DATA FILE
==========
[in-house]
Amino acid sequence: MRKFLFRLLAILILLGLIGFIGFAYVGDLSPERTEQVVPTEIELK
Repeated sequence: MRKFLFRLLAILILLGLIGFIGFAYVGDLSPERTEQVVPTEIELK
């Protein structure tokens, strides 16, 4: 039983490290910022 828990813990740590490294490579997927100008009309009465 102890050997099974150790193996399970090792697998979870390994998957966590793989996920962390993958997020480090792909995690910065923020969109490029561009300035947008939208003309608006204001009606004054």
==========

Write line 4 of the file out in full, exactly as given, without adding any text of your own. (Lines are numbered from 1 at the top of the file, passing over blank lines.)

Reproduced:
């Protein structure tokens, strides 16, 4: 039983490290910022 828990813990740590490294490579997927100008009309009465 102890050997099974150790193996399970090792697998979870390994998957966590793989996920962390993958997020480090792909995690910065923020969109490029561009300035947008939208003309608006204001009606004054």